IEEE 802.11ac – Optional and Required FeaturesBy CWNP On 03/07/2014 - 17 Comments
A summary of the mandatory and optional features of the 802.11ac standard, versus the implementation of the standard in the Wifi Alliance certification of hardware .
Written By: Tom Carpenter, CTO, CWNP
Confusion abounds over the difference between optional and required features in 802.11ac. It appears, this is born out of the wave 1 and wave 2 terminology, which, itself, is more from the Wi-Fi Alliance than the IEEE.
From the perspective of the standard, it is done.
802.11ac simply is what it is as a standard; however, the Wi-Fi Alliance first began certifying equipment to specifications based on what early chipsets would support and they will later certify equipment based on what those chipsets will support. The end result: wave 1 and wave 2.
Let me state it clearly: there is not a wave 1 or a wave 2 in the standard.
The standard defines optional and required features and then the Wi-Fi Alliance defines requirements for their certifications.
Of course, most vendors want the Wi-Fi Alliance to certify their hardware and so their specifications are important, but in this post, I want to cover that which is optional and required in the standard. This is what we will test again as exams incorporate 802.11ac in the future (later this year, the new CWNA exam will be the first to include questions on the new 802.11ac VHT PHY).
NOTE: The Wi-Fi Alliance influences us from the perspective of practicality when writing exam questions. This is because their certifications impact what we commonly see in real-world implementations. For this reason, we are more likely to test on knowledge related to the features included in Wi-Fi certifications simply because those features are more likely to be seen in the field.
The section of the 802.11ac amendment that defines the optional and required new features of the 802.11 MAC and VHT PHY is 4.3.10a Very high throughput (VHT) STA. It lists the following mandatory (required) PHY features:
- • Support for 40 and 80 MHz channels
- • Support for VHT single-user (SU) PPDUs (or, more simply, support for single user MIMO using VHT)
It further lists the following mandatory MAC features:
- • Support for A-MPDU padding with VHT PPDUs
- • Support for VHT single MPDU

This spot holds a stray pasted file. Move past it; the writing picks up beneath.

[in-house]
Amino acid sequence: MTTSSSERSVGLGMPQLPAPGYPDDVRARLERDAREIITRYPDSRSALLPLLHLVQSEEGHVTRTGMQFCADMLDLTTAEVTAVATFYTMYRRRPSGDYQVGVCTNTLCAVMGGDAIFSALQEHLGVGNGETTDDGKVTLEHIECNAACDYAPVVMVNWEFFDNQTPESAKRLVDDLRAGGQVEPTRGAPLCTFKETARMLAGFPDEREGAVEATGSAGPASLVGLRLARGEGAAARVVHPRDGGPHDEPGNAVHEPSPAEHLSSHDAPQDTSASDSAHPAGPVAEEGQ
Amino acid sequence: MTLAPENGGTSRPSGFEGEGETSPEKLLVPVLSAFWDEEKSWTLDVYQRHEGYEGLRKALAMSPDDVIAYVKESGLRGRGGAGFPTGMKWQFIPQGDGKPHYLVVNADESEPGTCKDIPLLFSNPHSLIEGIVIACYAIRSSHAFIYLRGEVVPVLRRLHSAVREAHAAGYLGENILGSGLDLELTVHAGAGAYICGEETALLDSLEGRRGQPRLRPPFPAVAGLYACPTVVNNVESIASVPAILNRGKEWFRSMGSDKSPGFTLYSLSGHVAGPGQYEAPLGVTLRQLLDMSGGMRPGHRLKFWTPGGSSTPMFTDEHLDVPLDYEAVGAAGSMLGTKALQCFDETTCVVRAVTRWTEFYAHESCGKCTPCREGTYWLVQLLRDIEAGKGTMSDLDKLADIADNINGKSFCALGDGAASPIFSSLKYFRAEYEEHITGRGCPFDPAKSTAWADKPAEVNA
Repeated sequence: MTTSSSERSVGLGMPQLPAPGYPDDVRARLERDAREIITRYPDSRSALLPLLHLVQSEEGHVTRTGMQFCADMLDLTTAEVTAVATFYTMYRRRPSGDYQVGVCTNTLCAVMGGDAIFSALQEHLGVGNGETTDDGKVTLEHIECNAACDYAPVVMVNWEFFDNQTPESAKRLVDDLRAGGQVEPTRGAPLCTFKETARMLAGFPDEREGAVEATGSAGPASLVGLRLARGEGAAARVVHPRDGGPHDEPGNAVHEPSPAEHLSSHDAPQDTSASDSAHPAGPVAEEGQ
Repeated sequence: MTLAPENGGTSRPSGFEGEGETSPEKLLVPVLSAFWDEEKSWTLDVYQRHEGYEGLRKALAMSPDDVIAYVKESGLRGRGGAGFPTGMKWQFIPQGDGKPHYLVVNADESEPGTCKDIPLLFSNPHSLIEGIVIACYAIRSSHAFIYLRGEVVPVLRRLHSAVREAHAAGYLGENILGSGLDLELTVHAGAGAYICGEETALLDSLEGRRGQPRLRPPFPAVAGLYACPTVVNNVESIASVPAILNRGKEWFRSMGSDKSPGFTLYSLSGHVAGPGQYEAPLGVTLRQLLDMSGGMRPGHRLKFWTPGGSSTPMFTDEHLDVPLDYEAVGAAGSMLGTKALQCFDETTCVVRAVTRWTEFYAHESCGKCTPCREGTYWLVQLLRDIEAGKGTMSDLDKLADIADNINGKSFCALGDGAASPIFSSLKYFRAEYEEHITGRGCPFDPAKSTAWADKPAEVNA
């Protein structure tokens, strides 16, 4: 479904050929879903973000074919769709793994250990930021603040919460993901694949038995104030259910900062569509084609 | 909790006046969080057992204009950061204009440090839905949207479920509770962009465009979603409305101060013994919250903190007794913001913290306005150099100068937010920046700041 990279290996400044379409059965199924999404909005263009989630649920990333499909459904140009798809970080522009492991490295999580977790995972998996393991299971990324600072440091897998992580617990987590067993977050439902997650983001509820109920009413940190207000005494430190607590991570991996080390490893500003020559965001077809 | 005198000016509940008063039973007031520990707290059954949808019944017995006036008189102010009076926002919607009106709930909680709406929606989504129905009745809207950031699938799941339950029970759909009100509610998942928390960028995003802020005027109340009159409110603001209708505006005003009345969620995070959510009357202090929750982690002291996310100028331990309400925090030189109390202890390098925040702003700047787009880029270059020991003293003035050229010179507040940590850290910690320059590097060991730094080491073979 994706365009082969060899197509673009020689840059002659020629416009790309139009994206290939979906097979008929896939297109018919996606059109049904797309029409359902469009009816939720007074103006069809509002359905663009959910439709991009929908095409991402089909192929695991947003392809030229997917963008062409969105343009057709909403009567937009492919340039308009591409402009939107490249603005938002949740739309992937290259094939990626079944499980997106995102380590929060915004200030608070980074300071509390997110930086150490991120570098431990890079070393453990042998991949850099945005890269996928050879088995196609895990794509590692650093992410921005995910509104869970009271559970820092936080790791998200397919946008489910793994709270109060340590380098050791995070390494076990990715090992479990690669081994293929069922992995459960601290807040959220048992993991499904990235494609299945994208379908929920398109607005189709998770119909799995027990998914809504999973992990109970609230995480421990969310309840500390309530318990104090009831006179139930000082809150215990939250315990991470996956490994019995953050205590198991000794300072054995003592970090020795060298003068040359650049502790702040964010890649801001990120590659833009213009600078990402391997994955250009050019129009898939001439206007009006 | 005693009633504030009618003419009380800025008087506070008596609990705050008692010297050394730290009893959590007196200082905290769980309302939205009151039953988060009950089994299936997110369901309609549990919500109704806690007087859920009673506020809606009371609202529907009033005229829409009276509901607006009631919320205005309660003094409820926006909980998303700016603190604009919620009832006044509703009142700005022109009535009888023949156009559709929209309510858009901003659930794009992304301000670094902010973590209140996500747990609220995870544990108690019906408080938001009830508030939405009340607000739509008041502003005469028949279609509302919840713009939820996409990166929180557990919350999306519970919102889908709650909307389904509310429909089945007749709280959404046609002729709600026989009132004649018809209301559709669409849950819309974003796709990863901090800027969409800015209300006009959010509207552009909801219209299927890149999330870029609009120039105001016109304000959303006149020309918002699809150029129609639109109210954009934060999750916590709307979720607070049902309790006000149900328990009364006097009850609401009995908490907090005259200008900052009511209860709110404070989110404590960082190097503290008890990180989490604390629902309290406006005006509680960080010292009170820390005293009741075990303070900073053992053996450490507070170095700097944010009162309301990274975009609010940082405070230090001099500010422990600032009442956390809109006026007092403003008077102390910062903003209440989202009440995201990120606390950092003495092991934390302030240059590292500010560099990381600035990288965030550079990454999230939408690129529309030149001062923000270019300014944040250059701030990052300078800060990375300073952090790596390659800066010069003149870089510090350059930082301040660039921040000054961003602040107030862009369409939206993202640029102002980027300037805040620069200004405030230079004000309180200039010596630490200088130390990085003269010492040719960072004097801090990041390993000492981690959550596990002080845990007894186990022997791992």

- • Support for responding to bandwidth indications in non-HT and non-HT duplicate RTS frames
From these two lists, we see that some features we've heard about in 802.11ac are simply not required. Examples include 150 MHz channels and multi-user (MU)-MIMO.
The following list of features are all optional:
- • Support for 160 MHz channels and 80+80 channels
- • Support for beamforming
- • Support for MU-MIMO
- • Support for VHT-MCSs of 8 and 9
- • Support for MPDUs of up to 11,454 octets
- • Support for A-MPDU pre-EOF padding
- • Support for VHT link adaptation
Now, just because these features are optional, we cannot assume they will not be implemented. In fact, we will see beamforming and support for 160 MHz channels in the future; however, we must act as if many organizations will use the optional features, particularly 160 MHz channels. There is, after all, only so much frequency space.
The glaring reality is that beamforming, MU-MIMO and 160 MHz channels are all optional in the standard. Even as wave 2 (remember, this is more of a Wi-Fi Alliance and chipset vendor term than a standard term) chips arrive, we are likely to see some devices implemented that do not support these options through configuration even though the chips may support it. This is more likely to be the case in the consumer device market.
This is why I suggest skimming the standard even if you don't have the patience to read it all. A cursory viewing of the document will reveal important facts like those discussed here.
What have you seen in the 802.11ac standard that has surprised you? Comment below!Tagged with: 802.11ac, Wave 1, Wave 2, Wireless, Wifi Alliance